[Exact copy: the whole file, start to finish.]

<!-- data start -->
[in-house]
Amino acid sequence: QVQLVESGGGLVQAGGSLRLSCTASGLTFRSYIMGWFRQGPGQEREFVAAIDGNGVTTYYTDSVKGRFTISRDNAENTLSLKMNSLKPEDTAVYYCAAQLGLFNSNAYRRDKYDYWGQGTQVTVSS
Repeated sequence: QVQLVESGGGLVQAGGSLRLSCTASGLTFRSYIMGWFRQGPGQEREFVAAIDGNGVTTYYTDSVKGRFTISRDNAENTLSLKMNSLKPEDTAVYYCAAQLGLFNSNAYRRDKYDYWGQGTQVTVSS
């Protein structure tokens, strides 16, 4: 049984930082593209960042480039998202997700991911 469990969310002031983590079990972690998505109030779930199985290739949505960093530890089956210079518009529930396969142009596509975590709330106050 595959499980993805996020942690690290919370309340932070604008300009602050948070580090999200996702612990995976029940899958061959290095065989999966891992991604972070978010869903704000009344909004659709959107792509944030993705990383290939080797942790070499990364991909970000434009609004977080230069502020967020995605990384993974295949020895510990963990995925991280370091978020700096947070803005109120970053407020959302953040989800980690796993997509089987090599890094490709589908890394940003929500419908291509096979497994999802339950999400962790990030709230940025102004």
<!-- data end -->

[in-house]
Amino acid sequence: QVQLVESGGGLVQAGGSLRLSCTASGLTFRSYIMGWFRQGPGQEREFVAAIDGNGVTTYYTDSVKGRFTISRDNAENTLSLKMNSLKPEDTAVYYCAAQLGLFNSNAYRRDKYDYWGQGTQVTVSS
Repeated sequence: QVQLVESGGGLVQAGGSLRLSCTASGLTFRSYIMGWFRQGPGQEREFVAAIDGNGVTTYYTDSVKGRFTISRDNAENTLSLKMNSLKPEDTAVYYCAAQLGLFNSNAYRRDKYDYWGQGTQVTVSS
């Protein structure tokens, strides 16, 4: 049984930082593209960042480039998202997700991911 469990969310002031983590079990972690998505109030779930199985290739949505960093530890089956210079518009529930396969142009596509975590709330106050 595959499980993805996020942690690290919370309340932070604008300009602050948070580090999200996702612990995976029940899958061959290095065989999966891992991604972070978010869903704000009344909004659709959107792509944030993705990383290939080797942790070499990364991909970000434009609004977080230069502020967020995605990384993974295949020895510990963990995925991280370091978020700096947070803005109120970053407020959302953040989800980690796993997509089987090599890094490709589908890394940003929500419908291509096979497994999802339950999400962790990030709230940025102004």